Yesterday I received a comment on my site, by an obviously disgruntled candidate. Of course not all agencies operate the way he suggested and if only I could earn 200% of the basic salary, I could have retired years ago!
None the less I felt Michael raised some very good points, that I believe in and new recruiters should take note of. Saying that in defence of some recruiters, what Michael may not realise is often we will champion his case, only to find that HR will knock back our candidate just because he doesn’t tick all the boxes!!!
Michael’s comments are below:
Is it not time that additional statutory rules were introduced into a Recruiters’ ‘Code of Conduct’? Any rules or standards that do exist frequently do not work and/or they are demonstrably unenforced.
The main reason Recruiters are employed by employers is to reduce the administrative burden of recruitment on Employers. However, the services that many Recruiters provide are highly questionable and/or lacking in any real ethics.
Most Recruiter staff have little more than an ability to design highly misleading web pages about their ‘care’ and ‘service’, talk fast and/or to blatantly lie. Many are on a ego trip while providing little real value to employers or candidates. The result is that Employers often do not even get to consider candidates who may be best suited to the position being ‘managed’ by external Recruitment agencies. That ‘management’ frequently appears to be limited to promoting the lowest cost (lowest salary) candidates to Employers i.e. Recruiters gain higher staff placements by immediately eliminating higher VALUE candidates from the selection process. Employers are often short changed because REAL and qualitative evaluation does not exist in many Recruitment agencies.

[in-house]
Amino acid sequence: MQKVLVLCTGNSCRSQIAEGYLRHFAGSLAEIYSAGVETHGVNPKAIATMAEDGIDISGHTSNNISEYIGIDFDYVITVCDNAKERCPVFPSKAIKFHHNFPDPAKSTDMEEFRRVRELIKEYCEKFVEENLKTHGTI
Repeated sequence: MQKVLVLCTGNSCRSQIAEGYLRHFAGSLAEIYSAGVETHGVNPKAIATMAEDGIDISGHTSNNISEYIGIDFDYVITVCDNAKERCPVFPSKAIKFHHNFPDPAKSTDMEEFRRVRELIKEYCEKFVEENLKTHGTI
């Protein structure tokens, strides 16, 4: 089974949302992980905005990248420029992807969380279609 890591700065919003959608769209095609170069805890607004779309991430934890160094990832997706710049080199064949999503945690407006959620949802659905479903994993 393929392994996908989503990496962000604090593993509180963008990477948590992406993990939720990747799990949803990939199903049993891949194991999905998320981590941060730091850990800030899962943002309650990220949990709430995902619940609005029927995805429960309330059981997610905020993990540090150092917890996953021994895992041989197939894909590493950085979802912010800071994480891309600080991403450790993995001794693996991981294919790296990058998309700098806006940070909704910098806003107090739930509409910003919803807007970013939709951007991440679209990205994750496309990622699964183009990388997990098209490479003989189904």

1. Many so-called recruiters are unqualified to judge the qualifications, experience or quality of candidates they attract.
2. Many Recruiters simply process people as numbers, seeking to minimise their own costs to maximise their own often exorbitant fees.
3. All Recruiters should be obliged by statutory regulation to:
a) Confirm that the person who is processing the vacancies and applications holds qualifications in the field for which they are recruiting…this gives some degree of assurance that they actually have significant and relevant professional knowledge of the essential qualities of position advertised and the candidate’s qualifications.
b) Respond ‘IMMEDIATELY’ (24 hours say) to all candidates, confirming receipt of their applications AND when the client will confirm the selection of shortlisted personnel.
c) Provide a detailed weekly update to candidates on the progress of their applications and/or of candidates’ failures to meet the employers’ requirements AND why.
Given that Recruiters purport to be ‘professional’ and that their fees vary between 20% and 200% (say) of the candidates’ salaries, MANY (not all) Recruiters demonstrate that they:
i) are highly Unprofessional
ii) lack any understanding of ethics or even basic courtesy
iii) are opportunistic liars
iv) care little or not at all about applicants, despite their ‘oily’ claims.
The lack of the above requirements in an enforceable Code of Conduct damages the reputation of good, ethical and truly professional Recruiters.
Unfortunately, candidates have no way of distinguishing between the good and the bad simply because of the facts that Recruiters get away with claiming almost anything in their websites and other marketing media; there is little evidence that the Recruitment industry is ethically and effectively controlled. It therefore attracts may rogues posing as professionals.
The practice of asking candidates to state their previous salaries and/or requirements is highly unethical. Most positions have a value that cannot be defined other than by the employer. Candidates previous salaries were particular to their previous roles that often were not reflected in their job titles. This practice is highly unethical and Recruitment Agencies and Employers who support it demonstrate simply that they care nothing about candidates and everything about taking unfair advantage of their candidates and employees.
Will the good agencies out there take steps to eliminate the bad from their own profession? Or is the industry so weak it cannot control itself? I and many thousands of others would like to see and experience some true professionalism in the Recruitment industry. Those who resist are surely those who should not exist.